So lets grab our free sample cup (no ice), and head for an available sampling station. The fountains are labeled with a short description of each product, which is a good thing in this case.
First up was "Smart Watermelon" (China) - as you probably guessed, this is a watermelon flavored soda, and it wins the "Best of Show" award from me from the drinks that were on the sample station.
Next was "Kinley Lemon" (Israel) - this is a lemon-honey soda. Tastes like cough drops, while not a bad drink by any imagination, I don't see myself running out to get any, even if it were available.
Third was "Mezzo Mix" (Germany) - Think Fruit Punch and you have the idea, this was my second favorite of the samples.
Fourth was "Vegitabeta" (Japan) - This one tastes pretty much like orange Gatorade. I'm not a fan of Gatorade, so you can probably guess how much I failed to like this one.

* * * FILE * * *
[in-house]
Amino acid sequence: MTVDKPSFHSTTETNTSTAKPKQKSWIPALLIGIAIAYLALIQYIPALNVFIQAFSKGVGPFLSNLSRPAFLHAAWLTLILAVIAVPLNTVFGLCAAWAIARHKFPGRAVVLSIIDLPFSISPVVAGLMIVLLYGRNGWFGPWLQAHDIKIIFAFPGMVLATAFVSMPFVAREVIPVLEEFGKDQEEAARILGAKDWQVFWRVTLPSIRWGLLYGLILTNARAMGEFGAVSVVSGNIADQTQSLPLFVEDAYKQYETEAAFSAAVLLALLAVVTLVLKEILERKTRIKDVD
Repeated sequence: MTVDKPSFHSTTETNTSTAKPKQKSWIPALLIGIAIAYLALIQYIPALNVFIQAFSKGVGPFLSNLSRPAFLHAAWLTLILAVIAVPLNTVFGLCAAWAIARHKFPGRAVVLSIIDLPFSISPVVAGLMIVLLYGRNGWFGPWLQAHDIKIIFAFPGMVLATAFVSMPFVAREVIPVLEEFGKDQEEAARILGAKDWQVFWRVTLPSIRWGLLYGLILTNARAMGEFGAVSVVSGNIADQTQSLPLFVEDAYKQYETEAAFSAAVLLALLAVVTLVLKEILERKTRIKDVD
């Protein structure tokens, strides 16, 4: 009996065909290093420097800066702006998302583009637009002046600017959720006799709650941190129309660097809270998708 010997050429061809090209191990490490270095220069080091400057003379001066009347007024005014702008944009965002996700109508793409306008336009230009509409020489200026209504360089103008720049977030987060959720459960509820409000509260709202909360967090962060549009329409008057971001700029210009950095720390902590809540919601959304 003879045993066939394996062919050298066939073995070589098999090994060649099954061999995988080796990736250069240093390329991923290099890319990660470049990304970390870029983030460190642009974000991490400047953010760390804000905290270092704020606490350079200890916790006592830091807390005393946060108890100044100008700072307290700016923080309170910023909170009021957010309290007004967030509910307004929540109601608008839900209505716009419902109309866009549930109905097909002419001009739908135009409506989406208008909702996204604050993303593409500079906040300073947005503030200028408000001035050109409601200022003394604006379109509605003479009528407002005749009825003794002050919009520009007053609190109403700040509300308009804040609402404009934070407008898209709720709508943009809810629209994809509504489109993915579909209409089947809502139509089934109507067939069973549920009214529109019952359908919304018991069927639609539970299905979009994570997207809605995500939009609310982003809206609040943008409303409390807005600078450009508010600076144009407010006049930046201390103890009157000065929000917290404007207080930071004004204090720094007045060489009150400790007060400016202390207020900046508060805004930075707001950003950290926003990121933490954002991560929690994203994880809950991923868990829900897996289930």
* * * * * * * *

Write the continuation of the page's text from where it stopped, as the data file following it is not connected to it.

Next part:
I skipped selection five for the moment, and headed to the final selection
"Krest Ginger Ale" (Mozanbique) - It's ginger ale. Not much here, move along.
Now, you knew it had to be there somewhere, with all the free samples, the Sample of Gastronomical Misfortune. May I introduce you to Beverly!
"Beverly" (Italy) - described as a non alcoholic Aperitif from Italy. I had to Google Aperitif. Google indicated to me that an Aperitif is a bitter, dry, acloholic beverage intended to be comsumed before eating to spark the appetite without overwhelming the senses.
Beverly also enjoys a reputation on both roller-coaster and Disney fan forums as being quite possibly the foulest soft drink on earth. Luckily I knew this going in, so I wasn't completely shocked with what I experienced. Beverly is so foul that it is a very common practical joke at Epcot to trick unsuspecting friends (or even random park guests) into taking a big hearty swig of it.